New Alzheimer’s Drug Shown to Slow Progression of Disease

By Deborah Jeanne Sergeant

Currently, more than six million people in the US live with Alzheimer’s disease and 410,000 of those live in New York. By 2050, those figures are anticipated to double, according to the Alzheimer’s Association.

Eisai and Biogen’s lecanemab, in phase 3 of its clinical trial, has been shown to slow the rate of cognitive decline caused by Alzheimer’s by 27%. The anti-amyloid monoclonal antibody drug is meant for people with mild cognitive impairment.

Cathy James

Cathy James is the chapter executive of the Alzheimer’s Association, Central New York Chapter.

“These are very, very encouraging results in clinical trials in treating the underlying cause of Alzheimer’s,” said James. “Currently, the medications available right now help with the symptoms of the disease. It’s very important that we’re finding and approving medications that help with the underlying cause.”

Time is not on the side of people with Alzheimer’s and their families. With Lecanemab slowing the disease’s progression, they will have more time.

“For people in the earliest stages, this can change the course of the disease in a clinically meaningful way,” said James. “Lecanemab may give people more time at or near their full abilities to participate in daily living skills, remaining independent and making future care decisions. There are a lot of legal and financial decisions the family and person diagnosed need to make.”

More detailed results yet forthcoming will give a better indicator as to how much time patients will have near their baseline cognition while using lecanemab. It is also not yet clear as to the side effects.

Contraindications are not yet available. They are especially important for older adults who may be taking other medications for unrelated health conditions.

“The main issue is that we have not had any medications that actually change the course of the disease,” said Sharon Brangman, chairwoman of geriatric medicine, director of the Geriatric Medicine Fellowship Program and director of the Upstate Center of Excellence for Alzheimer’s Disease at SUNY Upstate Medical University. “The current medications treat the symptoms but don’t delay the progression of the disease.”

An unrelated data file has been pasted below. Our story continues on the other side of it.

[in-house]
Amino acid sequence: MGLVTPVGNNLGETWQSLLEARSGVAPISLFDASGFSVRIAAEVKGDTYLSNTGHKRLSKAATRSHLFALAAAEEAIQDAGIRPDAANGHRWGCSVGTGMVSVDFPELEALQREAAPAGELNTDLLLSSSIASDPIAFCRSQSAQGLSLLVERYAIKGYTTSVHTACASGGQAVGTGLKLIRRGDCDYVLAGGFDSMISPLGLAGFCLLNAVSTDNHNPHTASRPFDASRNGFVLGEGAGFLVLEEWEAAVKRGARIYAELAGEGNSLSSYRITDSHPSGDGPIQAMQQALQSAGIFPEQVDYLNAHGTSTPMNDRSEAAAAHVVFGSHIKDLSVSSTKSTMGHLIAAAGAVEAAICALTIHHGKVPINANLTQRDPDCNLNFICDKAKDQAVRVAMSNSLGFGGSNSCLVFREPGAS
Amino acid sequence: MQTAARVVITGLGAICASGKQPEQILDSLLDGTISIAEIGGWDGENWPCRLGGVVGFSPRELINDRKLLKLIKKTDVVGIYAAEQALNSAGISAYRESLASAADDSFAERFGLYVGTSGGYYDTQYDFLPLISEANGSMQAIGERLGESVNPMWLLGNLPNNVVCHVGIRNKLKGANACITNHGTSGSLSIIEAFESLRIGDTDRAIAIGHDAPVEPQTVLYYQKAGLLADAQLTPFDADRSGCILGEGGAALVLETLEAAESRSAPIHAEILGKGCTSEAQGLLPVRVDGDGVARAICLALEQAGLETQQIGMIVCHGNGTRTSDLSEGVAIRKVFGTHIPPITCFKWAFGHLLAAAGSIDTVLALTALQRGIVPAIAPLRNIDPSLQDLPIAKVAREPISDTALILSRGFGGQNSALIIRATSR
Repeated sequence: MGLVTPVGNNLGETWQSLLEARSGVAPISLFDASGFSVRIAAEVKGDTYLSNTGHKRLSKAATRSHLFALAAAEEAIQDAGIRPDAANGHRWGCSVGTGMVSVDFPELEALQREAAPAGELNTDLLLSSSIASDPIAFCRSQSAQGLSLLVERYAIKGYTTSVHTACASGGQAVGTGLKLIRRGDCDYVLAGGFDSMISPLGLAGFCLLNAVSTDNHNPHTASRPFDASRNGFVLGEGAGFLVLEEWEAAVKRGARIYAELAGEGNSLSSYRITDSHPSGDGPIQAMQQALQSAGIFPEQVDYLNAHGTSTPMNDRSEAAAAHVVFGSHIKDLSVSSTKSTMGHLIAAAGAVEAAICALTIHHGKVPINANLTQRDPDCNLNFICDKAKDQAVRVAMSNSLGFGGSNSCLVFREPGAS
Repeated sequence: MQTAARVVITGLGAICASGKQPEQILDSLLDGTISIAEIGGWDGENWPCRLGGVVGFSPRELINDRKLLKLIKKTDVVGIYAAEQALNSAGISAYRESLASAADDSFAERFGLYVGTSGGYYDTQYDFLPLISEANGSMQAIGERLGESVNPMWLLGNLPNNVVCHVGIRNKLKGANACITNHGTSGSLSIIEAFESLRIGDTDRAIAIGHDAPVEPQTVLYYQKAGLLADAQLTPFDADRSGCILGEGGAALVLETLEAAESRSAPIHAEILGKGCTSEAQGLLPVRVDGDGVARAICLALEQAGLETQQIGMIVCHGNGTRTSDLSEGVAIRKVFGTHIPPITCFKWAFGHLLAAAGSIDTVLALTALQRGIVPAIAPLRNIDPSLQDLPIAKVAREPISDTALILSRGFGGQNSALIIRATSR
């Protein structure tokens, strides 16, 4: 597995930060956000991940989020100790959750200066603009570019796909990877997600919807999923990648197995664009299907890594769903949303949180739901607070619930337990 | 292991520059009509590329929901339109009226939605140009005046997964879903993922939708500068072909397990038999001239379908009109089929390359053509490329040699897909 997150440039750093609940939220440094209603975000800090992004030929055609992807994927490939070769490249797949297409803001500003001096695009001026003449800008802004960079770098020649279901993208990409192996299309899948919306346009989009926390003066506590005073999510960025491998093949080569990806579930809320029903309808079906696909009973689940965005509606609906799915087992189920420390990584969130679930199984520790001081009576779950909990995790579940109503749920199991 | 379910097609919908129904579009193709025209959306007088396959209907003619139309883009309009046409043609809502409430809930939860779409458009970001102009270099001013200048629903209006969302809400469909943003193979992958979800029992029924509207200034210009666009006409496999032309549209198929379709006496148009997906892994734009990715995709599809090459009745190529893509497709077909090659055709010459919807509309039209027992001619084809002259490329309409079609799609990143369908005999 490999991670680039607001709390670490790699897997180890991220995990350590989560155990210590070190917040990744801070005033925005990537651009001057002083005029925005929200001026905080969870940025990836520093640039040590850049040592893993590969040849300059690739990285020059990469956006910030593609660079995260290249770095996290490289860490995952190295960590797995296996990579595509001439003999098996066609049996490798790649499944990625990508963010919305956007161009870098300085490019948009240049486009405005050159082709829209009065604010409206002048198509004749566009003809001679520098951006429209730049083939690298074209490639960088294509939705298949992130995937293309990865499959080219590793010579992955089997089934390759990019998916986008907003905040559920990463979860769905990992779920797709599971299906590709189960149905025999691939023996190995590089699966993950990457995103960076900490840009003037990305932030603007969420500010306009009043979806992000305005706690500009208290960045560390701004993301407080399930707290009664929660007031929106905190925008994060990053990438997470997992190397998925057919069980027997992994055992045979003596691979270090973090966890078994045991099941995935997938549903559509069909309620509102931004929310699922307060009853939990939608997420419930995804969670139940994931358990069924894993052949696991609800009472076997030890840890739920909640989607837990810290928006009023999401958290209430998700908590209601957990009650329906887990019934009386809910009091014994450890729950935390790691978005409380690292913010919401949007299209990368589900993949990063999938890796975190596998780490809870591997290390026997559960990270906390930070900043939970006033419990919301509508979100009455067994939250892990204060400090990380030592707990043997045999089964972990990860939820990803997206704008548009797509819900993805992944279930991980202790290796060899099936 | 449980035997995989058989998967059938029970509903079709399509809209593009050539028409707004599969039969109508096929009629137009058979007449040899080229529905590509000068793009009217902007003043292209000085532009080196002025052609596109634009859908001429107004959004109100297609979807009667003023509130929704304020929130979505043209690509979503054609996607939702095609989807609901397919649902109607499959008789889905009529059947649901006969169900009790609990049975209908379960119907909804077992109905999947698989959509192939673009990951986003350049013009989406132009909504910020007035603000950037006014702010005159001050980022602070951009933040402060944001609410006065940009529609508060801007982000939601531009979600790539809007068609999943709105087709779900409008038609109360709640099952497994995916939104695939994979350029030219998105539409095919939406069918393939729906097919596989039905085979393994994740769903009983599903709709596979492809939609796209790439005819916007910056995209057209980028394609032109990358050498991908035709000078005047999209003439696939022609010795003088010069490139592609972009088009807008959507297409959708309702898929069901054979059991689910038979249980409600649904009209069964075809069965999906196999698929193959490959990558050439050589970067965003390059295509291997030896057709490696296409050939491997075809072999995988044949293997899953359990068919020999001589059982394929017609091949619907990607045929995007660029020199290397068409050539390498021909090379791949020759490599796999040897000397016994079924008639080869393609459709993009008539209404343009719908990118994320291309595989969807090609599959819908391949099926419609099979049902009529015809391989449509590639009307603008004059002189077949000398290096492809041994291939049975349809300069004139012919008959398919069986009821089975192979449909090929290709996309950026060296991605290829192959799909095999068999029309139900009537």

Although not cures, medications such as lecanemab are part of a group of drugs under much research currently. Current medication for Alzheimer’s disease only treats symptoms. Lecanemab works by combating the excessive accumulation of amyloid proteins in the brain, which is believed to be the cause of Alzheimer’s.

Brangman said that while lecanemab breaks down and removes the amyloid, it may cause swelling of the brain and bleeding. However, “for most people, this doesn’t seem to be very serious,” she said. “We’re awaiting information on its safety and efficacy.”

Sharon Brangman

Providers would need to look at each patient’s comorbidities and medications to assess risk.

Brangman noted that although Alzheimer’s affects each race, Blacks have double the risk and Hispanics are at 1.5 times the risk Hispanics compared with whites. Twenty-five percent of the participants in the lecanemab research were Black and Hispanic.

“Most pharmaceutical companies have not made efforts to reach all members of our community and all age groups,” Brangman said.

She added that in April, the FDA began requiring pharmaceutical researchers to submit a recruiting program that demonstrated recruitment across racial groups to better ensure solid representation.

After FDA approval, health insurance coverage for the new drug depends upon whether Medicare and Medicaid Services provide coverage. Most health insurance companies follow their lead. The only other anti-amyloid treatment, Aduhelm, would have cost $30,000 per month out-of-pocket. In a similar class as lecanemab, Aduhelm was also an infusion drug, but was not approved by the FDA.

“Alzheimer’s is a very complex disease,” Brangman said. “Some people may enter it through different pathways. If you enter through the amyloid pathway, this may help. We have to address all the different pieces here. I wouldn’t be surprised that we’ll have to look at each person’s profile and come up with a cocktail of drugs beneficial for them.”

Support and information from the Alzheimer’s Association are available for free anytime, day or night for individuals with Alzheimer’s disease and their caregivers at 800-272-3900.